The question is: Do I agree with everything in this book? Does it give you an honest impression of Danes' lives, happiness and how we 'hygge'? The answer is: Yes! I couldn't find any faults with this book, and I was so impressed with how it defined 'hygge' spot-on that I've been inspired to do a video on just this phenomenon.

    If you desire to know more about how to create a 'hyggelig' atmosphere in your home or around people, definitely read this book. It speaks the truth and encaptures the real spirit of 'Hygge', and it doesn't hurt that the book is beautifully designed and comes with gorgeous pictures.

  • Inge

    is a small collection of everything that is right in the world. Hygge is a term that doesn't have a literal translation in many languages, but it is a concept that everyone is familiar with: that sense of warmth, comfort, cosiness, belonging, safety. Something which the Danish have turned into a proper art form. In this little book, you will discover everything about hygge. How to hygge in summer, in winter, on a budget, in Copenhagen. Hygge is a reading nook by the fire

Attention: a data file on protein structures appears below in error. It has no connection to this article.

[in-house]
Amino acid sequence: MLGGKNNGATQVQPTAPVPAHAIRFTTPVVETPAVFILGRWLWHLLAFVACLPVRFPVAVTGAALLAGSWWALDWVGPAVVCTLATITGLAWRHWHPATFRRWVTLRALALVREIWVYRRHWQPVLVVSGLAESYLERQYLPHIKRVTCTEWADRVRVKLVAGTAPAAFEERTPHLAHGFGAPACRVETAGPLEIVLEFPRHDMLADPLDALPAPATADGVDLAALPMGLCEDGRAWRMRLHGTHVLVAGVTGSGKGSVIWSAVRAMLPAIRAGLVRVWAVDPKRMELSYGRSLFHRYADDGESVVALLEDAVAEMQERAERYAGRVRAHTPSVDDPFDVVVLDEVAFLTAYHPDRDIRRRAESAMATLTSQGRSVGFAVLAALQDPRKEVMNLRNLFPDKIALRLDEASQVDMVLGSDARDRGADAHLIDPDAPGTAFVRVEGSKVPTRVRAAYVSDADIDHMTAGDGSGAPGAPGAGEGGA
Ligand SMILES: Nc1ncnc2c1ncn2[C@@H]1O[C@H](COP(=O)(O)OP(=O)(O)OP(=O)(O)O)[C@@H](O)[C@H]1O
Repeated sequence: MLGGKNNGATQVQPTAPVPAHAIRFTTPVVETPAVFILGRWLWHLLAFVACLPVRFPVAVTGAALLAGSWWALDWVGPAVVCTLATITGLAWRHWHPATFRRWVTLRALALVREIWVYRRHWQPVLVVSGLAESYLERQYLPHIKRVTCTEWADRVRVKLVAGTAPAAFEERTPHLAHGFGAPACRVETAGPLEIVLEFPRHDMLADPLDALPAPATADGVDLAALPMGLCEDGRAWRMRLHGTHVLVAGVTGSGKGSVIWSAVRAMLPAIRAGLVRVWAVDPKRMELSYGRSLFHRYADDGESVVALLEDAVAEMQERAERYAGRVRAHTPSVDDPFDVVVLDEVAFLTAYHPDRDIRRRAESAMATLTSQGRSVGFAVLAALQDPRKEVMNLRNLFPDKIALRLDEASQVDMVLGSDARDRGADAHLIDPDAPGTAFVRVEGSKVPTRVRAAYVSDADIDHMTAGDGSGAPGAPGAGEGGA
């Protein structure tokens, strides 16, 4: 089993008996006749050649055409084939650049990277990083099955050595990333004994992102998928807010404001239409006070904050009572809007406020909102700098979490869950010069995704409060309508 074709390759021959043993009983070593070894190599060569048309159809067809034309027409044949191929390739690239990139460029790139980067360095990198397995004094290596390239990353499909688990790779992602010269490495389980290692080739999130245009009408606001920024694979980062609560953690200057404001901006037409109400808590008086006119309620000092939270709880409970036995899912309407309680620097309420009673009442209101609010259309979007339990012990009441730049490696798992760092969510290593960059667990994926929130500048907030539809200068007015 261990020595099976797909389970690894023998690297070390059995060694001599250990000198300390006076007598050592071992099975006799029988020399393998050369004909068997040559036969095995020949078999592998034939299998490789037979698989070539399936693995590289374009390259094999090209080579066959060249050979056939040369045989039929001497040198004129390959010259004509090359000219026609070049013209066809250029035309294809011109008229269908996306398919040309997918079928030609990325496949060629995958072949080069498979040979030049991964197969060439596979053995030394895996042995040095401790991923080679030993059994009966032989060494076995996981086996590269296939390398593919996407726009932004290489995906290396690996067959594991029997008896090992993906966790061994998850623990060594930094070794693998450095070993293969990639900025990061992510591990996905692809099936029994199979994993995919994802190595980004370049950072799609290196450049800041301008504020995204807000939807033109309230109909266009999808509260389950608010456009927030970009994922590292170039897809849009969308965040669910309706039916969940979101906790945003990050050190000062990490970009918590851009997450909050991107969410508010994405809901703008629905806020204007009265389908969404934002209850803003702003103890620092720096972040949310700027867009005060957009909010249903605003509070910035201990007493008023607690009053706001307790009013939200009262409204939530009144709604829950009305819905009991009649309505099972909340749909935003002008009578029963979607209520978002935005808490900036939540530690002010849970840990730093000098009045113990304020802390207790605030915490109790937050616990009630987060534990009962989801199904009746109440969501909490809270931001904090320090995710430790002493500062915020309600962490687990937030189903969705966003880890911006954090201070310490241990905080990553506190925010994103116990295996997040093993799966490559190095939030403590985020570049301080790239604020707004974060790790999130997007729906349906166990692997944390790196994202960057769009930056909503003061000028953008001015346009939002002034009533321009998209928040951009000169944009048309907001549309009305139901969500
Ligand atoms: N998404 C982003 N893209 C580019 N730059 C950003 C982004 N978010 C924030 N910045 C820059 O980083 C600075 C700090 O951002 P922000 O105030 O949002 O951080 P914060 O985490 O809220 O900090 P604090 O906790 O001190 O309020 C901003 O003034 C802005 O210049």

is a small collection of everything that is right in the world. Hygge is a term that doesn't have a literal translation in many languages, but it is a concept that everyone is familiar with: that sense of warmth, comfort, cosiness, belonging, safety. Something which the Danish have turned into a proper art form. In this little book, you will discover everything about hygge. How to hygge in summer, in winter, on a budget, in Copenhagen. Hygge is a reading nook by the fireplace with a good book and a comfortable blanket. Hygge is a cup of hot chocolate. Hygge is an intimate dinner party with board games. We should all learn how to incorporate hygge into our lives - there is a reason why the Danish are among the happiest people in the world.